The 1979 team also had some promising prospects on its roster, most notably outfielder Tito Nanni, the sixth overall pick in the 1978 draft, and catcher Dave Valle, a second-round pick from the same draft who went on to a 13-year big league career.
Pellant was the veteran in the Alexandria lineup, more of an organizational depth piece than a true prospect. He turned out to be their best hitter in 1979, leading the team in batting average (.279), home runs (18) and RBIs (70). His 18 long balls also led all Carolina League hitters and his .847 OPS ranked third overall.
But Pellant’s season accomplishments paled in comparison to what he did in the seventh inning of the game on April 30.
Very little action of note happened in the first six and a half innings of the game. Alexandria scored four runs in the third inning before yielding two runs on no hits to Salem in the top half of the fourth. The Mariners then added three more runs in the fifth to take a 7-2 lead. Alexandria starter Donald Minnick, a second-round pick in the regular phase of the 1979 January draft, took a no-hitter into the seventh inning before yielding an infield hit to Salem shortstop Drew Macauley, the No. 9 hitter in the Pirates' order.
Right after the seventh-inning stretch, it was time for Pellant to make history.
Pellant had walked in his first three trips to the plate, later recalling that he had yet to swing the bat up to that point. Leading off the inning and batting righthanded against Salem southpaw reliever Jose Calderon, Pellant smashed a pitch over the left field fence.
“He (Calderon) was a hard-throwing lefty, kind of wild,“ Pellant said. “He tried to get a fastball by me, and I got it.”
The Alexandria batters just kept hitting, plating seven runs while making only one out. Two pitching changes later, righthander Luis Jimenez came on to get Nanni to ground out to second base for the second out.
That brought Pellant to the plate for his second time in the inning, this time batting from the left side.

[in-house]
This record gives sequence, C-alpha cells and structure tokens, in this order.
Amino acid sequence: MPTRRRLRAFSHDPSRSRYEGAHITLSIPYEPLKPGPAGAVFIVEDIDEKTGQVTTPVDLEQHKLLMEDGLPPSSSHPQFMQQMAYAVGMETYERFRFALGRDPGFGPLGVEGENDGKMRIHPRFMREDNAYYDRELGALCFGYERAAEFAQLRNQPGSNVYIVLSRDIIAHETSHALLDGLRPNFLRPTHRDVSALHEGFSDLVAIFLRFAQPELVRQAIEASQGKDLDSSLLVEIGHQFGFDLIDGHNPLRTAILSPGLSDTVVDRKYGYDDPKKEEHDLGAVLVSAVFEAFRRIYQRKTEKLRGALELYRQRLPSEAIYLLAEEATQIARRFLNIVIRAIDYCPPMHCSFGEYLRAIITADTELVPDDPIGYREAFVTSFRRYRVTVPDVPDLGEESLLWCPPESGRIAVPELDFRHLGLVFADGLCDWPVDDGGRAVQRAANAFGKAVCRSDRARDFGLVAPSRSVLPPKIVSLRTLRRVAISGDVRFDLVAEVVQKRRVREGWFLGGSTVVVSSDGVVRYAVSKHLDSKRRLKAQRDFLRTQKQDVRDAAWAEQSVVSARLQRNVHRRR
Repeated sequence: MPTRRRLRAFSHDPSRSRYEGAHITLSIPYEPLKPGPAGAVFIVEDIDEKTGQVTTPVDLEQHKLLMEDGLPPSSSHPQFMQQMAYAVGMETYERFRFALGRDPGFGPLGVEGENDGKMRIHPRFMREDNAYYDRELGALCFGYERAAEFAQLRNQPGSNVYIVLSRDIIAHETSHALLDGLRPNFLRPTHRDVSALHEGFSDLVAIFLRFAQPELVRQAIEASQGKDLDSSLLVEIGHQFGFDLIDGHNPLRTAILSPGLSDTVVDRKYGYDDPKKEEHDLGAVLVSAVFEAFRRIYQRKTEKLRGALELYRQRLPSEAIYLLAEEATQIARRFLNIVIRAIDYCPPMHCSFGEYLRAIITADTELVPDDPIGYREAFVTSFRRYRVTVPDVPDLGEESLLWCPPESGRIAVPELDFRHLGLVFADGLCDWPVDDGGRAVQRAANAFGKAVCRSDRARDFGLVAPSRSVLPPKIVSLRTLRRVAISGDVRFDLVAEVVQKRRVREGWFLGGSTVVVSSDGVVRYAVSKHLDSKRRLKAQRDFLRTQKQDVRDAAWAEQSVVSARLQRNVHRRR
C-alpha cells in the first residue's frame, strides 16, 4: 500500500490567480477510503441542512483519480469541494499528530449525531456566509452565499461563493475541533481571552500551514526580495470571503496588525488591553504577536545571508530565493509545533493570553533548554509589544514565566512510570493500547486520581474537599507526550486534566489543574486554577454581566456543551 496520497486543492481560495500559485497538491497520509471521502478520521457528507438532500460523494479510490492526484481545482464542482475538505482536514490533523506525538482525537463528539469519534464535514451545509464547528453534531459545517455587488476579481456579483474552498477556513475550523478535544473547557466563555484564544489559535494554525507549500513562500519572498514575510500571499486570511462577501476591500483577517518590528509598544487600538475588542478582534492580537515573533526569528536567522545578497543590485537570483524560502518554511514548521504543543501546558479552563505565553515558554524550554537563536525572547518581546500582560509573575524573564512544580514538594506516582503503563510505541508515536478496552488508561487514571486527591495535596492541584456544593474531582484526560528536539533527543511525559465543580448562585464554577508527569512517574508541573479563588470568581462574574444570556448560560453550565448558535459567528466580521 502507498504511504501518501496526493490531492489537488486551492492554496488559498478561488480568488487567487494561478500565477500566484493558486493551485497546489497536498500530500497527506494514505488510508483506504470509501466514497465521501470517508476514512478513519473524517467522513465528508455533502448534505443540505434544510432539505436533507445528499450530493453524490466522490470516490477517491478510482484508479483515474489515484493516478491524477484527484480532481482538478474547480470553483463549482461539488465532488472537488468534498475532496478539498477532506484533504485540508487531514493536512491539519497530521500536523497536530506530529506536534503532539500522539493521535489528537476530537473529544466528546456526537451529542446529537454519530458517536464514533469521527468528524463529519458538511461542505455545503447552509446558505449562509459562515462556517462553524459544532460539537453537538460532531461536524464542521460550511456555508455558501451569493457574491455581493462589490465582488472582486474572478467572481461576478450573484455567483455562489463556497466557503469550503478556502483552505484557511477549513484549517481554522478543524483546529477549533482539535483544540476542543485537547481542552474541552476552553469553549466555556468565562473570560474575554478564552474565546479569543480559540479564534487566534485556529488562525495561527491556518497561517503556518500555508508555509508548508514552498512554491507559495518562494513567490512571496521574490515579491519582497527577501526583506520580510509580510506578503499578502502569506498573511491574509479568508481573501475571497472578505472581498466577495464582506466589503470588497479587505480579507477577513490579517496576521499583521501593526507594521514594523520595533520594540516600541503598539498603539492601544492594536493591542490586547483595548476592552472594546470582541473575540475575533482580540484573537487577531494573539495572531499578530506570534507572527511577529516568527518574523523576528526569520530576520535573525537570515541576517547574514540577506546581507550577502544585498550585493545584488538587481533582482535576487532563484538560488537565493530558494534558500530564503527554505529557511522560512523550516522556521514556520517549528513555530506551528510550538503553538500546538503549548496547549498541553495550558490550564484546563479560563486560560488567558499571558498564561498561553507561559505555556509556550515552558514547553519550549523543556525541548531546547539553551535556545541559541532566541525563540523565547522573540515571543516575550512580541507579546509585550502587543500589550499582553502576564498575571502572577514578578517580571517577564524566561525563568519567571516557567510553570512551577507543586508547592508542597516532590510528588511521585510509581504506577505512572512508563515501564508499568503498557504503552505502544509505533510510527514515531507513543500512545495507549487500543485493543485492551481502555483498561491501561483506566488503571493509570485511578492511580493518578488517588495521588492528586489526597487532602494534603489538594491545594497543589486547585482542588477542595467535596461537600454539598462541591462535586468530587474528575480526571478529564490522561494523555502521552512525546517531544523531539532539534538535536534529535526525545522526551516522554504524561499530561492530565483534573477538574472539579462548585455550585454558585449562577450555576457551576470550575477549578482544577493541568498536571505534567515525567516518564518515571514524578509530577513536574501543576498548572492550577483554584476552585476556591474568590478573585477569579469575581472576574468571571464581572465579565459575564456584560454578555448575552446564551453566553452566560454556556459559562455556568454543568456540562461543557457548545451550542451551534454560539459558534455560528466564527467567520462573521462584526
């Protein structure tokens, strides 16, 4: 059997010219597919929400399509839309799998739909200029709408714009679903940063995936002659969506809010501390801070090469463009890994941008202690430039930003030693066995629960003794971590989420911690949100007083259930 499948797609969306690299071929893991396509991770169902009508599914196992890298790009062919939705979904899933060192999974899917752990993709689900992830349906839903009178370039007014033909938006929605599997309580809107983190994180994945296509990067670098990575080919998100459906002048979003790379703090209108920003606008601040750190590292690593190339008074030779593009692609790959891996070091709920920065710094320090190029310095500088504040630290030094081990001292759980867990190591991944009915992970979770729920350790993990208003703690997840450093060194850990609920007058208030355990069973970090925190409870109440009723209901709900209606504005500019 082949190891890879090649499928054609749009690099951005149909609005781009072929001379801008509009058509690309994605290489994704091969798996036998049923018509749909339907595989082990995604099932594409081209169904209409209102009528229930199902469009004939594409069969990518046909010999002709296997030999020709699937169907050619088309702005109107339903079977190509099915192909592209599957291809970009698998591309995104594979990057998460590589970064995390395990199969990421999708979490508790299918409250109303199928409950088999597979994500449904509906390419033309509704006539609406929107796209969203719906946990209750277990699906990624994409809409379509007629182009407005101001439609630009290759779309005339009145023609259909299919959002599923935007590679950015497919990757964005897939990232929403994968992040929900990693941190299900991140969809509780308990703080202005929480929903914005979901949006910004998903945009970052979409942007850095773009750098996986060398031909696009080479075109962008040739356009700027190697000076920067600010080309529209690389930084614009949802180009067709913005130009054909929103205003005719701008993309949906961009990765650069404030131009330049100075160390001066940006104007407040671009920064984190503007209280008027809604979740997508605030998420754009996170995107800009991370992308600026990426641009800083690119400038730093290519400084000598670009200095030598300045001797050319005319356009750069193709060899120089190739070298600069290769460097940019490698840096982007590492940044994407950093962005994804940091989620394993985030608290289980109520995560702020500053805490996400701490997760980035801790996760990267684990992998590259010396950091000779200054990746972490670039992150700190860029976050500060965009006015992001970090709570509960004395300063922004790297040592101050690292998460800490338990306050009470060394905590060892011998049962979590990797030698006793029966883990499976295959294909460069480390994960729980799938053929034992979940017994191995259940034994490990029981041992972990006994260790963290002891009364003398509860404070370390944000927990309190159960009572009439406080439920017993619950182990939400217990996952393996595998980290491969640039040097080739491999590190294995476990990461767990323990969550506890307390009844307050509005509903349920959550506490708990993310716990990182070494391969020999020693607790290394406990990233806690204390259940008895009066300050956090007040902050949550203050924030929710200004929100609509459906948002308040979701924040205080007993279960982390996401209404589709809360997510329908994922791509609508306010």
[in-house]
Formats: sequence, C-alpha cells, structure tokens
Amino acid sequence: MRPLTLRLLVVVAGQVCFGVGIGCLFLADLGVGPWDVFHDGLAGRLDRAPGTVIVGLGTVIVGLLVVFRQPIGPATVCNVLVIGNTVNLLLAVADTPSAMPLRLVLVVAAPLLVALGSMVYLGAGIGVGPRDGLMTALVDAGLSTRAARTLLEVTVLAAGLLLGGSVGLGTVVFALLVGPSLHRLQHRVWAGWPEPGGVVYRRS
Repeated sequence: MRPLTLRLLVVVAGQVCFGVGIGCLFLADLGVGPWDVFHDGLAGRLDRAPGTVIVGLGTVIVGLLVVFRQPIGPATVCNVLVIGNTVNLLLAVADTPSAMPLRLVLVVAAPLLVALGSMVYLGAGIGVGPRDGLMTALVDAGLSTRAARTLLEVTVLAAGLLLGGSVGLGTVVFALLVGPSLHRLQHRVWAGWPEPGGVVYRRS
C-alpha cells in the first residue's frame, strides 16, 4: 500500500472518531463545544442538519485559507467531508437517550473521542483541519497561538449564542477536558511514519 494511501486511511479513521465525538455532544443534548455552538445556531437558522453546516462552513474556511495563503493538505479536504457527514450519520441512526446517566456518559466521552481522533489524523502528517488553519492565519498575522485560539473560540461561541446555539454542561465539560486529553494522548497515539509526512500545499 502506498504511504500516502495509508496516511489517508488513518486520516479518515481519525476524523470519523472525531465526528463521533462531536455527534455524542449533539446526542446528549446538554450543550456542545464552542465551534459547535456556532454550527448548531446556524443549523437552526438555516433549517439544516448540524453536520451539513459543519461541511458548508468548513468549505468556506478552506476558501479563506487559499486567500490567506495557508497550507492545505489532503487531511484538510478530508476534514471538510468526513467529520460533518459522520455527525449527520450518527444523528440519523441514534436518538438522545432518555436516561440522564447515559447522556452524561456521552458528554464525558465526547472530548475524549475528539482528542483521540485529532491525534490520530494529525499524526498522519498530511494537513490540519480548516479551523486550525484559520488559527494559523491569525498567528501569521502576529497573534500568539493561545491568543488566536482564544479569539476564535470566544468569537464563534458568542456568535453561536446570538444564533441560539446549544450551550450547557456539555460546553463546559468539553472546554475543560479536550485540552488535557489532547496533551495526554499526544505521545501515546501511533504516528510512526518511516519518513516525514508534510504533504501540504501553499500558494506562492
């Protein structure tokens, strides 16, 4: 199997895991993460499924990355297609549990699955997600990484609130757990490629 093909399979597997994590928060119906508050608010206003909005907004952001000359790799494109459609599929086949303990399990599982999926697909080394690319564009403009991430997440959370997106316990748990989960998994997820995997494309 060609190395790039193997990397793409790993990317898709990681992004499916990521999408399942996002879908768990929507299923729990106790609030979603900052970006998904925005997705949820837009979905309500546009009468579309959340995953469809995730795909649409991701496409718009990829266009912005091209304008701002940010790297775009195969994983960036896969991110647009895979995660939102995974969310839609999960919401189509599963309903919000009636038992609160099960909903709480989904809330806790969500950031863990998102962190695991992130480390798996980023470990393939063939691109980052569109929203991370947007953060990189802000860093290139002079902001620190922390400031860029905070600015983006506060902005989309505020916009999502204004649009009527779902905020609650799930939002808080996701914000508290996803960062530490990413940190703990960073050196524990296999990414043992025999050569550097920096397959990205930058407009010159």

I can honestly say that I quickly realized the significance of the moment. You might even say that I called the shot. With Pellant in the batter’s box taking his warmup swings, I tapped my roommate on the arm and said something to the effect of, “If he hits a home run now, we might see something that’s never happened before.” The words were barely out of my mouth when Pellant smacked a long fly ball well over the fence in right-center, the ball disappearing into the night.
“I think that was a bad breaking ball, down and in,” Pellant said. “It wasn’t a fastball. I just put a swing on it, totally shocked that I was coming up for a second time in the same inning. My whole goal was not to strike out.”
Alexandria plated 12 runs in that seventh inning. Salem tallied five in the eighth, but the Dukes added one more run in the bottom half of the inning to finish the 20-7 victory.
Yes, it really happened. Two home runs in the same inning, one while batting righthanded and the other batting lefthanded. Had it ever happened before in the history of professional baseball?
Pellant’s accomplishment made the sports page of The Washington Post, which reported that it was believed to be a first in professional baseball. Through the efforts of Alexandria public address announcer Robert Siegrist, news of the feat got a mention on Paul Harvey’s nationally syndicated radio show. The bat that Pellant used, one that he borrowed from Valle, was sent to the Hall of Fame.